Once I made the mental leap from “should I go back to work” to “I’m going back to work,” it was time to update my resume from its stone tablet status. Ok, it wasn’t that old, but after 10 years home with children, I needed a crash course in what was current with resumes.
When I had last used my resume 13 years previously, it was still commonplace to have a two-page resume including all three professional references. Most resumes and cover letters were actually printed out (on pretty paper) and mailed (through snail mail) to the business in question. Applying for a job online, much less sending my resume digitally, was not even an option yet. (Hey, at least it went through the mail and not by Pony Express!)
Now, it was a given that I would include my email on my resume, even in place of my mailing address for some. The focus had changed from adding as many “power words” as possible, to making your point succinctly.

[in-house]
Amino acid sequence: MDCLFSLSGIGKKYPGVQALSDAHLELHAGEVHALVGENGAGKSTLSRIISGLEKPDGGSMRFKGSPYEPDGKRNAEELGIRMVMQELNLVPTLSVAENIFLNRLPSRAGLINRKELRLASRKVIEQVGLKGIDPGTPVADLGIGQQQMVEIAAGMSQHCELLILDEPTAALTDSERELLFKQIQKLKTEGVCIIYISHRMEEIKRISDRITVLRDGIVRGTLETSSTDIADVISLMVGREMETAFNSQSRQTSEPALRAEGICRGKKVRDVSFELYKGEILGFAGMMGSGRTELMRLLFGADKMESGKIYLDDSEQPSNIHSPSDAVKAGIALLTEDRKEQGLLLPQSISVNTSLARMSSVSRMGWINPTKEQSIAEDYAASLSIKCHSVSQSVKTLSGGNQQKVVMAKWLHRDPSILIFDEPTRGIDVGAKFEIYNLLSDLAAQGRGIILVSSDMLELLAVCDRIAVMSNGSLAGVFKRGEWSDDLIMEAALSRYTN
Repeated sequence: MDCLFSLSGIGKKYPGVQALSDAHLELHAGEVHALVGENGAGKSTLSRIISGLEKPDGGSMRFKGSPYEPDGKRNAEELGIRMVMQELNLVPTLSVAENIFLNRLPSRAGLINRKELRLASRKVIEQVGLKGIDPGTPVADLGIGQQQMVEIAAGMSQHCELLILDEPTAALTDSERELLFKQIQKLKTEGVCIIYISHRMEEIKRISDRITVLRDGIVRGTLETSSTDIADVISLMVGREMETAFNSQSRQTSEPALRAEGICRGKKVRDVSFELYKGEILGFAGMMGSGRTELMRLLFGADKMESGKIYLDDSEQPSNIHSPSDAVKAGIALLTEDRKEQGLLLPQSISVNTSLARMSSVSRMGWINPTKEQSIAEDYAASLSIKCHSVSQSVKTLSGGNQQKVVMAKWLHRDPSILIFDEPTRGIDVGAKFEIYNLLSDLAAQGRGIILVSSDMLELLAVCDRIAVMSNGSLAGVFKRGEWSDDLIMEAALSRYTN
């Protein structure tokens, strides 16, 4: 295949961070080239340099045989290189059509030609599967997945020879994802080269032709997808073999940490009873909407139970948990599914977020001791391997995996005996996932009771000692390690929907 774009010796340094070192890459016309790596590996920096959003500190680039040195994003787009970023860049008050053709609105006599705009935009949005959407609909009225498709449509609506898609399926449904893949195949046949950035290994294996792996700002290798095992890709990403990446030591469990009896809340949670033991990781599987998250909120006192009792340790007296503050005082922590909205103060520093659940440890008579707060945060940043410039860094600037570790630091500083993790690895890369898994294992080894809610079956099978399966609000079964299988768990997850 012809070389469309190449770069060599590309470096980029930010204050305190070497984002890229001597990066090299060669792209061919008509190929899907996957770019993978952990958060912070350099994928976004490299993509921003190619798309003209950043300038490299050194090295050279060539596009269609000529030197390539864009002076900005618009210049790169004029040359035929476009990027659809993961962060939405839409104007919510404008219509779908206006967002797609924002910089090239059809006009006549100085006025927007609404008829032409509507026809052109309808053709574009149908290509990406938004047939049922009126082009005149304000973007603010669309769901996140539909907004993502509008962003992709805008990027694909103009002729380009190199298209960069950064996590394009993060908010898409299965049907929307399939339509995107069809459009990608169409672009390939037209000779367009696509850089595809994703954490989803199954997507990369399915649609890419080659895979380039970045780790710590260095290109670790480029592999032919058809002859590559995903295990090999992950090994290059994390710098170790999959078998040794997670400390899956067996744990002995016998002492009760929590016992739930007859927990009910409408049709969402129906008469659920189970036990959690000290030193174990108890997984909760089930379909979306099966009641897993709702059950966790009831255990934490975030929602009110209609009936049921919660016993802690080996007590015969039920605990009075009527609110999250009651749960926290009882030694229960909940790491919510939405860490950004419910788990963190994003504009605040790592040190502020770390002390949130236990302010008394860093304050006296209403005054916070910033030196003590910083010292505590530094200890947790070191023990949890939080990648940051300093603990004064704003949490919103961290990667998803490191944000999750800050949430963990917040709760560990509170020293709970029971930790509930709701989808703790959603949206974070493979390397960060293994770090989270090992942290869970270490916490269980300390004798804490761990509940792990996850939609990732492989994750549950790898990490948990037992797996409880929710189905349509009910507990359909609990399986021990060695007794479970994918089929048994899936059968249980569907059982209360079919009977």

Previous assumptions were that the HR person would at least glance through your first page. Now, you are lucky if they look at the top third. Finally, I had to figure out how to format the resume (as a pdf) so that it looked exactly as intended no matter how it was opened.
And all of these changes don’t even begin to cover what I had to learn in order to focus on my experiences rather than my career timeline. (We’ll save that for another post. Hint ~ the cover letter was integral to this.) This was a classic case of ‘I didn’t know what I didn’t know.’
Did you learn something new about resume writing when you returned to work? Share your comments below so we can benefit from your lessons.